It's an "Amazonian power-berry" (whatever that means) with five million times the anti-oxidants of blueberries and guarana and other good things. I had it from roadside stalls, made into a grainy purple ice-slushy, and it was uniquely refreshing and energizing. It tastes like blackberries and chocolate, mixed.
All over, or ask for ah-sigh-ee
At the juice bars that line the beach, the most popular choice is açaí. It is the purple fruit of an Amazonian palm, and is served as a frozen slush mixed with banana, guaraná and – often – granola. The taste is unusual, like a chocolate-blueberry sorbet with a mildly medicinal aftertaste. Its high levels of antioxidants make it a "superfood" and it also gives you energy and (apparently) sex drive.
I see another poster has recommended this but I feel obliged to point out that Colombo is more than just tea and biscuits - it is salgadinhos - Brazil's equivalent of dim sum, which are an absolute must for anyone wanting a culinary experience in Brazil - try bolinhos de bacalhau (fried salt cod balls) or rissole de camarão (prawn rissoles). The only place that arguably does them better than Colombo is Bar Bracarense (also recommended by another poster, but note it is in Leblon, not Ipanema - although the address is right).
Colombo is wonderful, but I feel a need to enlist potential tourists to the sacred cause, which is to persuade a narrow-minded management that they need to keep the ground floor cafe, with its belle epoque mirrors, open as a cafe for the general public and not simply close it off to tourist groups (usually multinationals) - which they have a bad habit of doing. Give the maitre a hard time if you find them doing this. You may thus have to stand at the bar.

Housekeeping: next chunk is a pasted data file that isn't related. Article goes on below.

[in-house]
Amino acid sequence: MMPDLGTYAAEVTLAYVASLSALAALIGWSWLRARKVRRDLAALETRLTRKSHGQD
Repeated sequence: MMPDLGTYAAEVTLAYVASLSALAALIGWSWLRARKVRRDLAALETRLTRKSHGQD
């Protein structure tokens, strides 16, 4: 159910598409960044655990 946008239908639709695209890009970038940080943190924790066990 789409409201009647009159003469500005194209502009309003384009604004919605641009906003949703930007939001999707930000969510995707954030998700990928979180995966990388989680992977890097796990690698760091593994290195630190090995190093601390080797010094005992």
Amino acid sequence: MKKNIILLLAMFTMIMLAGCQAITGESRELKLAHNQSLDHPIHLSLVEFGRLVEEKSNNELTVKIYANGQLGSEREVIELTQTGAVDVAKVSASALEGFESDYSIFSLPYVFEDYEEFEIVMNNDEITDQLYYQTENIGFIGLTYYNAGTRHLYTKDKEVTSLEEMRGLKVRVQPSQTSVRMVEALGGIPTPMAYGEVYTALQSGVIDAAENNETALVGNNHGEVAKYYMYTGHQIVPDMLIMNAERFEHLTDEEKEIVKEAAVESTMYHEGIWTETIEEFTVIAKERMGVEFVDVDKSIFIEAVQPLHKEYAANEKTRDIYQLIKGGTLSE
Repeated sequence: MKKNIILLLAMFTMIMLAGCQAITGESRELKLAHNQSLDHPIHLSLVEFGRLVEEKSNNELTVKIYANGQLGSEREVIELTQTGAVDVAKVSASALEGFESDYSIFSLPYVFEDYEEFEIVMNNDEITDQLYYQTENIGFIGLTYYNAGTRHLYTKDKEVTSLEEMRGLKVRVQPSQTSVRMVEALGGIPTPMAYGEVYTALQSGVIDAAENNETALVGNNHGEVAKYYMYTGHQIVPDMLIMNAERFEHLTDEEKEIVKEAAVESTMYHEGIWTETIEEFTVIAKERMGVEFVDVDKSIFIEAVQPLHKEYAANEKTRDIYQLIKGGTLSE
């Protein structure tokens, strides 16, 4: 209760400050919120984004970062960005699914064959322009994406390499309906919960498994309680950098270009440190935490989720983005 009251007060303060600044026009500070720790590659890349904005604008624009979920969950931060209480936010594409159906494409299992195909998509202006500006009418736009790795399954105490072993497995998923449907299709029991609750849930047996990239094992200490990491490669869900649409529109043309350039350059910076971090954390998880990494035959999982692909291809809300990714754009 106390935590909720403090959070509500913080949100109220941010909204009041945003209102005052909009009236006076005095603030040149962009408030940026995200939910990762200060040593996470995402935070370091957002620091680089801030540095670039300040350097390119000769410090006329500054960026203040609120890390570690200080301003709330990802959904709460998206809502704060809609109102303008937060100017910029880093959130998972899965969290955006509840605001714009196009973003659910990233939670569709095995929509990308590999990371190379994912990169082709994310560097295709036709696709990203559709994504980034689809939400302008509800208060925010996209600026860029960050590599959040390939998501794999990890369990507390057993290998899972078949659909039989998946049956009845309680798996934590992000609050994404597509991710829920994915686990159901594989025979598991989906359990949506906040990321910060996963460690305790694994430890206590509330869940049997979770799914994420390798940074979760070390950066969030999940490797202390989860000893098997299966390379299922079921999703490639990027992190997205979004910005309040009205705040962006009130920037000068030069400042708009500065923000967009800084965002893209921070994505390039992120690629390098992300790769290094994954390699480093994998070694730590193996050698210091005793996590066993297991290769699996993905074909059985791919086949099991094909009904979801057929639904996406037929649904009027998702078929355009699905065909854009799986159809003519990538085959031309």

Rua Dias Gonçalves as above, in the Centro.
It's small and the decor's slightly suburban and anodyne, but for a proper education into the glories of the caipirinha there is no better place than the Academia. 500 varieties of cachaca from all over Brazil are available, as well as caipirinhas made with passion fruit, lemon and an assortment of fruits in addition to the traditional lime. (Do try the version made with Providencia cachaca and brown sugar.) Many of the brands are available to take home - the prices are higher than in the supermarkets, but still very cheap by our standards and the selection is hard to beat. The food's decent, too.
If you're strolling there from Copacabana or the area of Ipanema that abuts Copacabana, stop along the way at always-packed Bar Bracaranse for an icy chopp (draft beer and a plate of croquettes made with shrimp, manioc and a lovely, gooey Brazilian cheese called catupiry.
Academia da Cachaca Address: 26 Rua Conde de Bernadotte Phone: 021/2529-2680 Bar Bracarense Address: Rua José Linhares 85B, Rio de Janeiro, Brazil Phone: 021/2294-3549
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